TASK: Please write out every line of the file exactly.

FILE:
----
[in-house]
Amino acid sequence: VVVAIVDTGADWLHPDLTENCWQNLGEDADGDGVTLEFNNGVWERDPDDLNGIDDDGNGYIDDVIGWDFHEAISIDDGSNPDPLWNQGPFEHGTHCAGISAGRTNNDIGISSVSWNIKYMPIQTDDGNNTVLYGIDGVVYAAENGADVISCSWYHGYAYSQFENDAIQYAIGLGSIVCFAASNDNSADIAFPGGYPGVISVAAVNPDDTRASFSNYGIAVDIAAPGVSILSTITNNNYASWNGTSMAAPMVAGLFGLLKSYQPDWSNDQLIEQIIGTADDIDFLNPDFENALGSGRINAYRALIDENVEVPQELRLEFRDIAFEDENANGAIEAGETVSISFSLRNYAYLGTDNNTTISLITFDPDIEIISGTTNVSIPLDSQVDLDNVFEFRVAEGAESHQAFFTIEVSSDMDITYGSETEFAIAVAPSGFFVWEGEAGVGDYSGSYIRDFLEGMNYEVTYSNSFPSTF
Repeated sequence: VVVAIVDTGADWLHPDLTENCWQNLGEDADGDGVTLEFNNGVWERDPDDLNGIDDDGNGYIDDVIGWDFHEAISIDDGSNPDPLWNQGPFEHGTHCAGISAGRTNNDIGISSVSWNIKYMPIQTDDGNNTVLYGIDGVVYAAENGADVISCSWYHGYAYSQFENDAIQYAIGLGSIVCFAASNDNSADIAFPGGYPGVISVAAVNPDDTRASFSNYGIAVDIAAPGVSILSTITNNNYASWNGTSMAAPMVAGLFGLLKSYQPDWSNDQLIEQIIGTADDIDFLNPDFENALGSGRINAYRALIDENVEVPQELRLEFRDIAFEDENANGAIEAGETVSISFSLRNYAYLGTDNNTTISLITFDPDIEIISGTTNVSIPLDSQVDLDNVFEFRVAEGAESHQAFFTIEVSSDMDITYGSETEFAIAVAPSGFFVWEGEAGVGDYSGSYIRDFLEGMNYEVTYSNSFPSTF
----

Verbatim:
[in-house]
Amino acid sequence: VVVAIVDTGADWLHPDLTENCWQNLGEDADGDGVTLEFNNGVWERDPDDLNGIDDDGNGYIDDVIGWDFHEAISIDDGSNPDPLWNQGPFEHGTHCAGISAGRTNNDIGISSVSWNIKYMPIQTDDGNNTVLYGIDGVVYAAENGADVISCSWYHGYAYSQFENDAIQYAIGLGSIVCFAASNDNSADIAFPGGYPGVISVAAVNPDDTRASFSNYGIAVDIAAPGVSILSTITNNNYASWNGTSMAAPMVAGLFGLLKSYQPDWSNDQLIEQIIGTADDIDFLNPDFENALGSGRINAYRALIDENVEVPQELRLEFRDIAFEDENANGAIEAGETVSISFSLRNYAYLGTDNNTTISLITFDPDIEIISGTTNVSIPLDSQVDLDNVFEFRVAEGAESHQAFFTIEVSSDMDITYGSETEFAIAVAPSGFFVWEGEAGVGDYSGSYIRDFLEGMNYEVTYSNSFPSTF
Repeated sequence: VVVAIVDTGADWLHPDLTENCWQNLGEDADGDGVTLEFNNGVWERDPDDLNGIDDDGNGYIDDVIGWDFHEAISIDDGSNPDPLWNQGPFEHGTHCAGISAGRTNNDIGISSVSWNIKYMPIQTDDGNNTVLYGIDGVVYAAENGADVISCSWYHGYAYSQFENDAIQYAIGLGSIVCFAASNDNSADIAFPGGYPGVISVAAVNPDDTRASFSNYGIAVDIAAPGVSILSTITNNNYASWNGTSMAAPMVAGLFGLLKSYQPDWSNDQLIEQIIGTADDIDFLNPDFENALGSGRINAYRALIDENVEVPQELRLEFRDIAFEDENANGAIEAGETVSISFSLRNYAYLGTDNNTTISLITFDPDIEIISGTTNVSIPLDSQVDLDNVFEFRVAEGAESHQAFFTIEVSSDMDITYGSETEFAIAVAPSGFFVWEGEAGVGDYSGSYIRDFLEGMNYEVTYSNSFPSTF